The Deep House (2021) Review

Spoiler-free so you can read before you watch

The Deep House (2021) Review

Horrorific content by TE Simmons on January 07th, 2022 | Movie Review | Supernatural, Confined, Haunted House, Found Footage, Dangerous Exploration

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It’s about scuba divers, a lake, and a deep, dark, spooky house.

The Deep House was co-directed by Alexandre Bustillo (Kandisha and Livid) and Julien Maury (Among the Living and Leatherface). It stars Camille Rowe (Knuckledust , Where Are You, and the forthcoming Cosmic Dawn), James Jagger (Sound of Violence, Gangster Kittens, and the upcoming The Unravelling), and Eric Savin (Elle and Murder in the Larzac).

What evil dwells within the underwater house?

The Deep House Review

The French writer-directorial team of Bustillo and Maury hit the mark with 2007’s Inside (marketed in France as À l'intérieur) – an extreme film in which a weird woman forces her way into a home and torments a mother-to-be on Christmas Eve. Widely praised, it employed spectacular lighting and special effects but held itself aloft of most concerns with plot.

With The Deep House, Bustillo and Maury again co-wrote and co-directed. The premise is straightforward: An attractive young couple journeys to a French lake to scuba dive down to a submerged home and share their finds on YouTube (giving the film a found footage feel for certain segments). But within the murky house, a malevolency dwells.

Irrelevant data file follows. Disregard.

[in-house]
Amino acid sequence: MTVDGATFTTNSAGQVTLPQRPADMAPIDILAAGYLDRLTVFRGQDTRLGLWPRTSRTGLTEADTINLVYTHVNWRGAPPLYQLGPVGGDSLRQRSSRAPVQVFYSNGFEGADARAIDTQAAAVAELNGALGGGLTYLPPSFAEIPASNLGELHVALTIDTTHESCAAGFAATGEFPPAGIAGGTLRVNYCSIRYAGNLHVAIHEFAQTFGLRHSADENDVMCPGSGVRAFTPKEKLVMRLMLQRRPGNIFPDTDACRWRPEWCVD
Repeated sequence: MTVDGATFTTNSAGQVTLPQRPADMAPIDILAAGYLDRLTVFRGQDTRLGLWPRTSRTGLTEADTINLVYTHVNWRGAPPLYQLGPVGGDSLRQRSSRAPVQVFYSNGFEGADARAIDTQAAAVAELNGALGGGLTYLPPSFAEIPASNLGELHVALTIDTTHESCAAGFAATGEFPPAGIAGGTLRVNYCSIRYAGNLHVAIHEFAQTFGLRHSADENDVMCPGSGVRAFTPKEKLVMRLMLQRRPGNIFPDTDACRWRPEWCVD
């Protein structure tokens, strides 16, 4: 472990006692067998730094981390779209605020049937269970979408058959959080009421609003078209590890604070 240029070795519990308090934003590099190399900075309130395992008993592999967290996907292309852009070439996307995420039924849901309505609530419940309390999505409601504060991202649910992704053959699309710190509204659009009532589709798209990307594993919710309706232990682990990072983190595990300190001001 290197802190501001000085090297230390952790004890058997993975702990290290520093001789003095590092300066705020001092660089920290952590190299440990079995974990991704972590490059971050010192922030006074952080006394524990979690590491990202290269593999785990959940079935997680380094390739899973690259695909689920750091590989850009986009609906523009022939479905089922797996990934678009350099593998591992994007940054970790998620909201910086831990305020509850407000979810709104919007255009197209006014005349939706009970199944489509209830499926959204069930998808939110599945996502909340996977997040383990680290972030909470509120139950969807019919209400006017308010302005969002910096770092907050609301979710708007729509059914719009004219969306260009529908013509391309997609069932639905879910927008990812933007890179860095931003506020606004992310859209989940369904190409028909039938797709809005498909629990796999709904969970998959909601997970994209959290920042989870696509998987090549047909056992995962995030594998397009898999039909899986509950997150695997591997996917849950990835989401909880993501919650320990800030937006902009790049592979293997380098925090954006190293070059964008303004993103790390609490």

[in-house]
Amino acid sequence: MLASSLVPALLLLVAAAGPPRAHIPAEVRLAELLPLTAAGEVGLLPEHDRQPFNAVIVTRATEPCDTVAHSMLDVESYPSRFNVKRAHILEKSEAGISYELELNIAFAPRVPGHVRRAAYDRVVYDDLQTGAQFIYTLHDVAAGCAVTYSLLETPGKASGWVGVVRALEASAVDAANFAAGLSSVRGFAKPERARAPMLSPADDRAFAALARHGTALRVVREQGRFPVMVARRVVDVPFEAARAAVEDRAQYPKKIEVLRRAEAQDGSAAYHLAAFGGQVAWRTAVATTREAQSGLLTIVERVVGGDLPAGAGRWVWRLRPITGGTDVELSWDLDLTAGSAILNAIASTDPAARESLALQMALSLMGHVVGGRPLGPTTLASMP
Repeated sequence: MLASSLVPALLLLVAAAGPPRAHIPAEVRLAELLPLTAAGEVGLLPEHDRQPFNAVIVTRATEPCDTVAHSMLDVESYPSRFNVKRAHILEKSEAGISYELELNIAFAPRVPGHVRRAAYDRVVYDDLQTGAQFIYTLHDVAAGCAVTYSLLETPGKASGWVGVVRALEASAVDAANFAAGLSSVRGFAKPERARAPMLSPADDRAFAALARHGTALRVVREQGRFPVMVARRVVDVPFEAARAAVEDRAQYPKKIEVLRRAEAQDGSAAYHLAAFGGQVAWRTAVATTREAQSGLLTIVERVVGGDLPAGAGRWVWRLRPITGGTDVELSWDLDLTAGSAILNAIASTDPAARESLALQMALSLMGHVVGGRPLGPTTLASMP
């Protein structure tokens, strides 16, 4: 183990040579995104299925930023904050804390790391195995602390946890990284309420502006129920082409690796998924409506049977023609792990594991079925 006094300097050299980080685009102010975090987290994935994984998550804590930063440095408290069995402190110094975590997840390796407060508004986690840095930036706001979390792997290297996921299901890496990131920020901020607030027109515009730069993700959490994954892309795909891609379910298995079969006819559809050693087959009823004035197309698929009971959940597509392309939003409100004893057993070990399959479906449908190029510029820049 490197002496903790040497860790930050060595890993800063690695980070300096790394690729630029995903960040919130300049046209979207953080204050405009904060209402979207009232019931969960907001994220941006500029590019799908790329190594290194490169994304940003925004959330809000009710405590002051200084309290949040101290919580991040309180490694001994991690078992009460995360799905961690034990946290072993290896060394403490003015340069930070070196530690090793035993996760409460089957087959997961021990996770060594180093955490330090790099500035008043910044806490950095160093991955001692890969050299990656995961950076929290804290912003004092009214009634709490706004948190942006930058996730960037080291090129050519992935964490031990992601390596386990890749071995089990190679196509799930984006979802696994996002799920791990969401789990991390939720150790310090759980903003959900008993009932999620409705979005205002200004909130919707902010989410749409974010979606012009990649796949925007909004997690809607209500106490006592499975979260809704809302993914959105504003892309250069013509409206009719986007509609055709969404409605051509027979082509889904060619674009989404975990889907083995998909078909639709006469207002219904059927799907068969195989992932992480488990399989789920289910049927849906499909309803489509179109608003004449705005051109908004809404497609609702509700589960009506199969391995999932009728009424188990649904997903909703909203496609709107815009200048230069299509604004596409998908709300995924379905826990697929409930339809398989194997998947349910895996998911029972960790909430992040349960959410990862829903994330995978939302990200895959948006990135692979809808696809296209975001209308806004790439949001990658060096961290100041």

With digitization and CGI threatening to overwhelm filmmaking, the authenticity of the underwater photography here is refreshing. It brought to my mind the extended underwater filmography of Creature from the Black Lagoon – without which that classic film would have lost much of its potency. A “suffocating” atmosphere is effectively conveyed by the tenuous supply of oxygen at a depth which is unaccommodating to human breath. The atmosphere is thick; even in daylight, it’s dim down there.

The boastful, narcissistic couple deserve some corrective scares. They’re a bit too sure of themselves and confident of their scientific worldview. They’ve earned a wake-up call from the spirit world. And they get one.

Reportedly, the deep house itself was constructed on grids and submerged in a nine-by-twenty-meter tank. That’s a big tank.

Atmosphere and set construction aside, however, is there much of a film here?

The scenes are bathed in eeriness. The architecture is drenched in spookiness. The set designs are soaked with dread.

But, I’m sorry to say, the plot drifts and the characterization is watery at best.

Worth Watching?

Yes, the narrative bits don’t go all that swimmingly. But the film is still a pretty good catch. It floats my boat. I think you’ll lake it.

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